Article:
Data sources: Most of the data come from the colleges—and U.S. News takes pains to ensure their accuracy. We obtained missing data from sources such as the American Association of University Professors, the National Collegiate Athletic Association, the Council for Aid to Education, and the U.S. Department of Education's National Center for Education Statistics. Data that did not come from this year's survey are footnoted. Estimates, which are never published by U.S. News, may be used when schools fail to report particular data points. Missing data are reported as N/A in the ranking tables.
Why is a school unranked? U.S. News believes that because these schools are unable to report key educational characteristics or because they have certain other characteristics, it would be unfair to try to compare them statistically with the other schools that are part of the rankings.
We have created a group of unranked HBCU schools that we have listed alphabetically in a separate table. An HBCU was unranked if it met any of the criteria described below.
Those institutions that have indicated that they don't use the SAT or ACT in admission decisions for first-time, first-year, degree-seeking applicants are not ranked. Other types of schools have been unranked in previous years and continue to be unranked this year. They include schools with total enrollment of fewer than 200 students; schools where a vast proportion of students are nontraditional; colleges that don't accept first-year students, sometimes called upper-division schools; private universities that are for-profit; and a few specialized schools in arts, business, or engineering.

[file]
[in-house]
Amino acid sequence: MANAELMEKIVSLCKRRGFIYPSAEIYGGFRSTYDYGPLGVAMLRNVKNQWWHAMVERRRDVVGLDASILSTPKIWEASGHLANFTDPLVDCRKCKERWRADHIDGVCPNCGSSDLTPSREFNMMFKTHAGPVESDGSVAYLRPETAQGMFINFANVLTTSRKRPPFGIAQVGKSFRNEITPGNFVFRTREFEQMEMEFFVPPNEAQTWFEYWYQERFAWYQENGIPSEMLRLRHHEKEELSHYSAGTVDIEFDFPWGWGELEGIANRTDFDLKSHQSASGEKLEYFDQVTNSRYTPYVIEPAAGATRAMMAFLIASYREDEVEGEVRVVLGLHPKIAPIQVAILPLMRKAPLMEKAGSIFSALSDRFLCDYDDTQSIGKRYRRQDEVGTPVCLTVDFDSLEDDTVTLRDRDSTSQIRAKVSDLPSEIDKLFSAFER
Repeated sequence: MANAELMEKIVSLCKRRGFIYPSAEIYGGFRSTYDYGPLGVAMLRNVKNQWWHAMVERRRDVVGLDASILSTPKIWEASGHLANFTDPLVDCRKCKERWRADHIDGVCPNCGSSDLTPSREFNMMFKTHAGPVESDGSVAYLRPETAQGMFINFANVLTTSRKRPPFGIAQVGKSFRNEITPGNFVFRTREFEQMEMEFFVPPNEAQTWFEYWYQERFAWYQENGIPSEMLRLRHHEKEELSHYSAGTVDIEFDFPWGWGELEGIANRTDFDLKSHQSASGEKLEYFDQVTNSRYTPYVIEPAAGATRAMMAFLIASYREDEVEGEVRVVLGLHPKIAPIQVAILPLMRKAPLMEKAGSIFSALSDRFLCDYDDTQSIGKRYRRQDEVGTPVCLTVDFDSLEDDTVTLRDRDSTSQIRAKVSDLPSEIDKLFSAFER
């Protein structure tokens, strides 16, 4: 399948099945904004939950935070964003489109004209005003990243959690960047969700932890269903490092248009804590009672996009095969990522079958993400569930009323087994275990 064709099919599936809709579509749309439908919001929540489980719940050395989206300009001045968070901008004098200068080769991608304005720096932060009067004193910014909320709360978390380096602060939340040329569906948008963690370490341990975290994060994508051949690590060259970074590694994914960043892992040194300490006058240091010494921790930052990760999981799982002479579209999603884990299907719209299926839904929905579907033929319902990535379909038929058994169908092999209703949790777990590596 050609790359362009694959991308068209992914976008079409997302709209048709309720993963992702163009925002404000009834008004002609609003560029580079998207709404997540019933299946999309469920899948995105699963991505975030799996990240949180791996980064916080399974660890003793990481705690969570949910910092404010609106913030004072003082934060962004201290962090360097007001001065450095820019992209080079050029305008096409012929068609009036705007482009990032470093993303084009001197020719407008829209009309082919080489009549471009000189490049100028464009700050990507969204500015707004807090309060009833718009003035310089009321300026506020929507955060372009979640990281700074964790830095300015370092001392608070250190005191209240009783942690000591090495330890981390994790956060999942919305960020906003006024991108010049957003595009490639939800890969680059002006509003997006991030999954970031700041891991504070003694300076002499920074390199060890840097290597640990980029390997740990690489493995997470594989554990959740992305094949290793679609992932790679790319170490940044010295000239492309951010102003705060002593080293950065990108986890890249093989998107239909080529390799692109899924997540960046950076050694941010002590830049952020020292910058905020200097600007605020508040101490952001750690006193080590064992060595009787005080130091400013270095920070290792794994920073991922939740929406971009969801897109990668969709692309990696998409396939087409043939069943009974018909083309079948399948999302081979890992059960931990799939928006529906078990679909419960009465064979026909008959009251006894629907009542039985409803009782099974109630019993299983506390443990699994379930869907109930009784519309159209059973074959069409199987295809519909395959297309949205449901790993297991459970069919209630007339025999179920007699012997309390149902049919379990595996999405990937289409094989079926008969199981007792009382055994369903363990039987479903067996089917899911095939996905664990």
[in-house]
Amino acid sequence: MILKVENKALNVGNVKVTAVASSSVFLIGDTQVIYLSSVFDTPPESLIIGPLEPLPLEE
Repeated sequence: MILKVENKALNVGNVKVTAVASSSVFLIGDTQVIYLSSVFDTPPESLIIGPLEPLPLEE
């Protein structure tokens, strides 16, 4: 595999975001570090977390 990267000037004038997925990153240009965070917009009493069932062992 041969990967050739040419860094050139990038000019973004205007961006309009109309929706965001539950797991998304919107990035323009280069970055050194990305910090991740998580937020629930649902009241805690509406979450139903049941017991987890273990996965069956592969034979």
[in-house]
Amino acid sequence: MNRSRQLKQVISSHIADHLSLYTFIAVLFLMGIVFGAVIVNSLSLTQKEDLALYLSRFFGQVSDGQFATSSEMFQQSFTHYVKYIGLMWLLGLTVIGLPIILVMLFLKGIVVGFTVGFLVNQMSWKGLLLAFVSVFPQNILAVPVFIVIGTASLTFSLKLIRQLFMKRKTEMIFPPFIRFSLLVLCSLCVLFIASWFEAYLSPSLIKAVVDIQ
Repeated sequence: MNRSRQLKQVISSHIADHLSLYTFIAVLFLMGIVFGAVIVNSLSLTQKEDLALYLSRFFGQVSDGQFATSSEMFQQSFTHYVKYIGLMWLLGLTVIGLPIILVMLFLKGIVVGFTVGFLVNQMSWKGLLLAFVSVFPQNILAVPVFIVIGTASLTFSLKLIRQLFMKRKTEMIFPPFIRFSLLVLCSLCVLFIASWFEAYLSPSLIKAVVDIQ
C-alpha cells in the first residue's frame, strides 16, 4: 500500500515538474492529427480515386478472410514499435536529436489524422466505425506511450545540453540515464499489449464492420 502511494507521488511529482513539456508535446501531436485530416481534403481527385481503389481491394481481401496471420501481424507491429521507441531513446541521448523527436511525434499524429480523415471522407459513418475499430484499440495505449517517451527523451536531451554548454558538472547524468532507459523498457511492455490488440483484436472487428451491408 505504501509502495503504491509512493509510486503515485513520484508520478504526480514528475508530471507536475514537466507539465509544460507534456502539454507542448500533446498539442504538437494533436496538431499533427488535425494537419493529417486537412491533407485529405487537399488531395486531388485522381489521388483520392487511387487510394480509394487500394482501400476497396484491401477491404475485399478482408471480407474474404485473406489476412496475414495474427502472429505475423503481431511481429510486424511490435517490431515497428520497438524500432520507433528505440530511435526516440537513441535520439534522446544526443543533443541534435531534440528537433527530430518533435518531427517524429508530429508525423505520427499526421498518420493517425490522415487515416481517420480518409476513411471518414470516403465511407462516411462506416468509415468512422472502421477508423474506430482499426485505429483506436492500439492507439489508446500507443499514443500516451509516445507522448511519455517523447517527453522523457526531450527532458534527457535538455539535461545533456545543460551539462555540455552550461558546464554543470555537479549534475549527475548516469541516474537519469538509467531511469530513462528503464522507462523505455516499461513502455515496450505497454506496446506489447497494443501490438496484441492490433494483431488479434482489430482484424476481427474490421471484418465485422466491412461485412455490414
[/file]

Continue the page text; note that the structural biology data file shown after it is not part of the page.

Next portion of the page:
How to use the rankings: Just how can rankings help you identify colleges and universities that are right for you? Certainly, the college experience consists of a host of intangibles that cannot be reduced to mere numbers. But for families, the U.S. News rankings provide an excellent starting point because they offer the opportunity to judge the relative quality of institutions based on widely accepted indicators of excellence. You can compare different schools' numbers at a glance, and looking at unfamiliar schools that are ranked near schools you know can be a good way to broaden your search.
Of course, many factors other than those we measure will figure in your decision, including the feel of campus life, activities, sports, academic offerings, location, cost, and availability of financial aid. But if you combine our information with college visits, interviews, and your own intuition, our rankings can be a powerful tool in your quest for college. It goes without saying that it's very important to research the course and program offerings at any school you're interested in.
How can you best use our rankings? Mining the data for the information you need can definitely inform your thinking. The hard work is up to you.